Iron, IVC, ataxite
(Iron-ung in MetBull)
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Found 1913
51° 3′ 30′ N., 94° 24′ 0′ E. Many flattened, shrapnel-like iron masses having a combined weight of ~210 kg were found along the Chinge stream bed in Tannu Tuva, which at the time was a small independent country between Mongolia and Siberia. A search for an associated crater was conducted in 1963 but none was found as the fall is estimated to have occurred 10–20 t.y. ago. Because the meteorite contains an average of 16.75 wt% nickel, it forms a macroscopically featureless surface structure (micro-plessite). Small inclusions are present, including kamacite spindles, mm-scale troilite, daubreelite, and schreibersite, and schlieren bands occur in the metallic groundmass. Various features of shearing and plastic deformation are related to a violent event in space.

Chinga has been classified by some as an anomalous member of the IVB chemical group (e.g., Buchwald, 1975) based on its low Ge and Ga abundances and ataxite structure. Worsham et al. (2017) and Bermingham et al. (2018) determined that the Mo and Ru isotopic compositions of Chinga overlap with the IVB irons, attesting to the fact that they derive from a common reservoir in a spatial and/or temporal aspect (see top and middle diagrams below). Two distinct reservoirs existed in the early protoplanetary disk—carbonaceous chondrite (CC) and non-carbonaceous (NC). These reservoirs were segregated by the rapid accretion of proto-Jupiter and reflect differences in the contribution (i.e., susceptibility to thermal processing) of p-, r-, and s-process isotopes inherited as dust ejecta from explosive stellar nucleosynthesis (Poole et al., 2017; Bermingham et al., 2018). However, major compositional differences exist between Chinga and the IVB irons, including the presence in Chinga of Si and P, both of which are depleted in typical IVB members, and a highly siderophile element (HSE) pattern that is very different from other IVB irons (see bottom diagram below). It is noteworthy that the ungrouped iron Sombrerete also has an overlapping Mo composition. CRE-corrected Mo Isotope Compositions of Meteorite Groups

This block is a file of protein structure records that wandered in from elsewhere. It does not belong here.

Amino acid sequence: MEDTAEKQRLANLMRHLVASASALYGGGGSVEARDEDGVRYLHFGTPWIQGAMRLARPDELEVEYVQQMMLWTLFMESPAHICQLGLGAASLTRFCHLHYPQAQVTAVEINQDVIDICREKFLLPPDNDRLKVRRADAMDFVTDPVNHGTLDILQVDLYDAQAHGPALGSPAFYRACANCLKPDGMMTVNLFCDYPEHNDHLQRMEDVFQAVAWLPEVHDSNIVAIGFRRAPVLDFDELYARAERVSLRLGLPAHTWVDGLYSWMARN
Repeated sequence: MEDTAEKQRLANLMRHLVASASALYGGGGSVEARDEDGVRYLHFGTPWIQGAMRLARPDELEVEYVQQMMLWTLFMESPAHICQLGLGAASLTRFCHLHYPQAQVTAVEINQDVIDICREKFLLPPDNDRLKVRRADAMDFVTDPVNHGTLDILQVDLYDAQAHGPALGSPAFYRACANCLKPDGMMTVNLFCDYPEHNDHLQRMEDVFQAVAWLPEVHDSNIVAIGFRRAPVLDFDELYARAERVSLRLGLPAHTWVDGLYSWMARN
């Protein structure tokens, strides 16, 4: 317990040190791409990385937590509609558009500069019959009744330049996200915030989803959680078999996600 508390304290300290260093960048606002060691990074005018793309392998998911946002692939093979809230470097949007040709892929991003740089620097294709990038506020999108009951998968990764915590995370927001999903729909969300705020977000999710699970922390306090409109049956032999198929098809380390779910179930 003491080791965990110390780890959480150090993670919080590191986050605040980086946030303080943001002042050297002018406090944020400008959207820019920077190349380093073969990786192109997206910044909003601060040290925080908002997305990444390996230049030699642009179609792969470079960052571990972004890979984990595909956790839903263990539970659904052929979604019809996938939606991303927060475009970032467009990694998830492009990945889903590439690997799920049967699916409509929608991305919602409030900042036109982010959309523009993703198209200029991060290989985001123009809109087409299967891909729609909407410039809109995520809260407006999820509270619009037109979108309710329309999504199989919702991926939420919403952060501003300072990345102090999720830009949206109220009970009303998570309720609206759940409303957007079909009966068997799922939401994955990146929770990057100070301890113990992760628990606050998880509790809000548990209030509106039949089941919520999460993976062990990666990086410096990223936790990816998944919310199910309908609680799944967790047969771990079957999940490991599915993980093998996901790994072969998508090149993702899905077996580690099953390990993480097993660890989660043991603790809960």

(µ notation denotes deviation from terrestrial standards in parts per million)
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Diagram credit: Worsham et al., EPSL, vol. 467, p. 165 (2017)
‘Characterizing cosmochemical materials with genetic affinities to the Earth: Genetic and chronological diversity within the IAB iron meteorite complex’

Mo vs. Ru Isotope Compositions of Irons
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Diagram credit: Bermingham et al., EPSL, vol. 487, p. 226 (2018)
‘New insights into Mo and Ru isotope variation in the nebula and terrestrial planet accretionary genetics’

HSE Abundances of IVB and Ungrouped Irons
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Diagram credit: Honesto et al., 37th LPSC, #1374 (2006) Importantly, Litasov et al. (2018) determined that Chinga shares compositional similarities with six other ungrouped irons: ALH 77255, Alikatnima, Babb’s Mill (Blake’s), Deep Springs, Onello, and Shingle Springs. In addition, they demonstrated that these seven irons plot between the IVA and IVB groups on all elemental diagrams utilized in their study, and therefore they proposed that these irons be combined together into a new transitional subgroup termed IVC. Trace Element Distribution
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Classification Diagrams (Chinga is the star symbol)
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Diagrams credit: Litasov et al., Doklady Earth Sciences, vol. 478, #1, pp. 64–65 (Jan. 2018)
‘Trace Element Composition and Classification of the Chinga Iron Meteorite’
A sculpture made from an iron meteorite that is petrologically and geochemically consistent with that of Chinga was transported from Tibet to Germany in 1938–39 (see below). This carved figure, weighing ~10.6 kg (3rd largest Chinga mass known), is probably a portrayal of the Hindu (or Buddhist) god of both wealthiness and war, Kubera (or Vaiśravana), but it could also be a deity associated with the 11th century Bon religion of western Tibet. An estimated date for the sculpture is 8th–11th century, but a more recent date cannot be ruled out. standby for iron man statue photo
Photo credit: Buchner et al., MAPS, vol. 47, #9, p. 1496 (Jan. 2012)
‘Buddha from space—An ancient object of art made of a Chinga iron meteorite fragment’
Further geochemical and isotopic analyses are required to better resolve the potential relationships that may exist among the members of the proposed IVC subgroup. The specimen of Chinga shown above is a 43.3 g polished partial slice, beautifully photographed by KD Meteorites.

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